An electron micrograph of an indium antimonide nanowire (horizontal bar, centre) similar to that used to search for Majorana fermions. Credit: Delft University of Technology

Getting into nanoscience pioneer Leo Kouwenhoven’s talk at the American Physical Society’s March meeting in Boston, Massachusetts, today was like trying to board a subway train at rush hour. The buzz in the corridor was that Kouwenhoven’s group, based at the Delft University of Technology in the Netherlands, might have beaten several competing teams in solid-state physics — and the community of high-energy physicists — to a long-sought goal, the detection of Majorana fermions, mysterious quantum-mechanical particles that may have applications in quantum computing.

Kouwenhoven didn’t disappoint. “Have we seen Majorana fermions? I’d say it’s a cautious yes,” he concluded at the end of a data-heavy presentation.

Quantum particles come in two types, fermions and bosons. Whereas bosons can be their own antiparticles, which means that they can annihilate each other in a flash of energy, fermions generally have distinct antiparticles; for example, an electron’s antiparticle is the positively charged positron. But in 1937, Italian physicist Ettore Majorana adapted equations that Englishman Paul Dirac had used to describe the behaviour of fermions and bosons to predict the existence of a type of fermion that was its own antiparticle. Over decades, particle physicists have looked for Majorana fermions in nature, and after 2008, condensed-matter physicists began to think of ways in which they could be formed from the collective behaviour of electrons in solid-state materials, specifically, on surfaces placed in contact with superconductors or in one-dimensional wires.

Kouwenhoven’s apparatus is along the latter lines. In his group’s set-up, indium antimonide nanowires are connected to a circuit with a gold contact at one end and a slice of superconductor at the other, and then exposed to a moderately strong magnetic field. Measurements of the electrical conductance of the nanowires showed a peak at zero voltage that is consistent with the formation of a pair of Majorana particles, one at either end of the region of the nanowire in contact with the superconductor. As a sanity check, the group varied the orientation of the magnetic field and checked that the peak came and went as would be expected for Majorana fermions.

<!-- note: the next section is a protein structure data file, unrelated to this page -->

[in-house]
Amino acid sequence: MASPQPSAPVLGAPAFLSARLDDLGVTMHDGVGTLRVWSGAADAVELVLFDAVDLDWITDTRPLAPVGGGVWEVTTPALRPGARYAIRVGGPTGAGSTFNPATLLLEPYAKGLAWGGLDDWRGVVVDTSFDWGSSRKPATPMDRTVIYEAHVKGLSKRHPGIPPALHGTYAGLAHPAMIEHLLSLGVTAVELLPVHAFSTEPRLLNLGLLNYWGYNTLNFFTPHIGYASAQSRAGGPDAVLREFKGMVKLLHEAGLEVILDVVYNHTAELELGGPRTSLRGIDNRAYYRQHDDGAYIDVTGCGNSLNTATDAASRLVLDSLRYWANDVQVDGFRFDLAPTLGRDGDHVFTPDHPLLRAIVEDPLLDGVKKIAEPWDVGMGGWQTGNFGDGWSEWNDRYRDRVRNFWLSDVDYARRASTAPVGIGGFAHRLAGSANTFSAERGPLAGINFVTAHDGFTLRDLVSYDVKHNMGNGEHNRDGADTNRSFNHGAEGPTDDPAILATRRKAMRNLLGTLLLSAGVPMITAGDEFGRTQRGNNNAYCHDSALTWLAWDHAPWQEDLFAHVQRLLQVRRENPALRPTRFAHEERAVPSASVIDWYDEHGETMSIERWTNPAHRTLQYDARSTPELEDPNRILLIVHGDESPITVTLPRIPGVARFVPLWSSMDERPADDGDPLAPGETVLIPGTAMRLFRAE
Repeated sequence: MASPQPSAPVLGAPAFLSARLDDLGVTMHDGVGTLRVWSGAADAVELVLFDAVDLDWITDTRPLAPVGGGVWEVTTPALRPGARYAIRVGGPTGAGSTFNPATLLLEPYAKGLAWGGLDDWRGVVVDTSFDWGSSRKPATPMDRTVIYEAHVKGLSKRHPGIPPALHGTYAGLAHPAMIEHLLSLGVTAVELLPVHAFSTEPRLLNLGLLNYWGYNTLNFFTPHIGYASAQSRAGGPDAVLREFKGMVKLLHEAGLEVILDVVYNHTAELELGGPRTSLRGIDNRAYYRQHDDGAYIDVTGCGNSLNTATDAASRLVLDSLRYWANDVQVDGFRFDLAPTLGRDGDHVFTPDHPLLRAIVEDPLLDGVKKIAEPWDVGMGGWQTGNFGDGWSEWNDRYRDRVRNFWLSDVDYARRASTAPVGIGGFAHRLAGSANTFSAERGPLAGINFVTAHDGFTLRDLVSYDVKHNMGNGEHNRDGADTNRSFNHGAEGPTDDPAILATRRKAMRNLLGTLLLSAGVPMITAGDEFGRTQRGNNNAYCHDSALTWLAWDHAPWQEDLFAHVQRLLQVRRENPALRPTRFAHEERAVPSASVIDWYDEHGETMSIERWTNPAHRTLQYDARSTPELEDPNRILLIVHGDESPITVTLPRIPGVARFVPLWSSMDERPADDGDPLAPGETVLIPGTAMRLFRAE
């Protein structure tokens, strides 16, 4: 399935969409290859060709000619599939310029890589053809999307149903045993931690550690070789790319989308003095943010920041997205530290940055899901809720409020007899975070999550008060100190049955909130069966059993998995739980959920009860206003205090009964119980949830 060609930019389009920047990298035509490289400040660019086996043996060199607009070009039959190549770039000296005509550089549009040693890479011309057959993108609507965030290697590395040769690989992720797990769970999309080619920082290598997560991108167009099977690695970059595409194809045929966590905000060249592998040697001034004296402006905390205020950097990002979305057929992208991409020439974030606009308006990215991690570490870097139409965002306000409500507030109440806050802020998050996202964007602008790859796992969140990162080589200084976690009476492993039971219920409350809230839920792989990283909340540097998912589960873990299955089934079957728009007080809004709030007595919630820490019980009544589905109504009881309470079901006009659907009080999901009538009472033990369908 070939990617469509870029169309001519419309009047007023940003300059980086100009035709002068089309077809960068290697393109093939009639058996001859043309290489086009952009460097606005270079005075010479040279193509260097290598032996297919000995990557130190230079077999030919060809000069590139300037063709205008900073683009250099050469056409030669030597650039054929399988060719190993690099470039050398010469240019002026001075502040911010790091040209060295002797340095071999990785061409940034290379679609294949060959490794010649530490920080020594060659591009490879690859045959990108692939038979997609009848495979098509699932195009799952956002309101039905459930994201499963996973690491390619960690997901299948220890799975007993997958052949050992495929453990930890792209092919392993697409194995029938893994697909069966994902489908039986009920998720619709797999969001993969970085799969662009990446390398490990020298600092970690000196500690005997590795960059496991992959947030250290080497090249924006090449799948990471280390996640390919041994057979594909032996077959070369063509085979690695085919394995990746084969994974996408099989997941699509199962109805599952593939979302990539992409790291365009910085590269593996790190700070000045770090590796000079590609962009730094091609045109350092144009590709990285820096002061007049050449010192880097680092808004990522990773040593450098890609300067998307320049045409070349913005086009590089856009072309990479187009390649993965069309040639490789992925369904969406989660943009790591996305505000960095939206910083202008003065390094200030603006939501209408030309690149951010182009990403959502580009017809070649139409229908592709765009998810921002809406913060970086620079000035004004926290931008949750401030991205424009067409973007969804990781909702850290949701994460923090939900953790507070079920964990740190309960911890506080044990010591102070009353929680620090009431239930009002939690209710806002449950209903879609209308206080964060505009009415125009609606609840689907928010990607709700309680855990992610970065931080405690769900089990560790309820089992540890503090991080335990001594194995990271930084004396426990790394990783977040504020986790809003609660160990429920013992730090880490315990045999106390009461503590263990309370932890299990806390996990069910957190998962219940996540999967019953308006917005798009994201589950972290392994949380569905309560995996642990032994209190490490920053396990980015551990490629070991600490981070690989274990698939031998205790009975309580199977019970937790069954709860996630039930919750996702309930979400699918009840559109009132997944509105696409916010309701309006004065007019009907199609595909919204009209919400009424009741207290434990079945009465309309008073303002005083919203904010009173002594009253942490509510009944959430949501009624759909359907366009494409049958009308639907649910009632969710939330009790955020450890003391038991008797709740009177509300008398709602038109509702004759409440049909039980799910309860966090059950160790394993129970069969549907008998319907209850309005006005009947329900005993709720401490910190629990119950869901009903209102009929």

Although other groups have previously reported circumstantial evidence for the appearance of Majorana fermions in solid materials, Jay Sau, a physicist at Harvard University in Cambridge, Massachusetts, who attended Kouwenhoven’s talk, says that this is a direct measurement. “I think this is the most promising-looking experiment yet,” he says. “It would be hard to argue that it’s not Majorana fermions.”

Multiple schemes have been proposed in which Majorana fermions act as the 'bits' in quantum computers, although Sau cautions that it’s not yet clear whether those created by Kouwenhoven will be long-lived enough to be used in that way.

If the Delft group's result holds up, it not only represents an impressive coup in solid-state physics, but does so ahead of other approaches to creating Majorana fermions. For example, the neutralino, a hypothetical supersymmetric particle that could account for some or all of the Universe's dark matter, is thought to be a Majorana fermion. Some models suggest that neutralinos could be produced by the Large Hadron Collider at CERN, the European particle-physics laboratory near Geneva, Switzerland.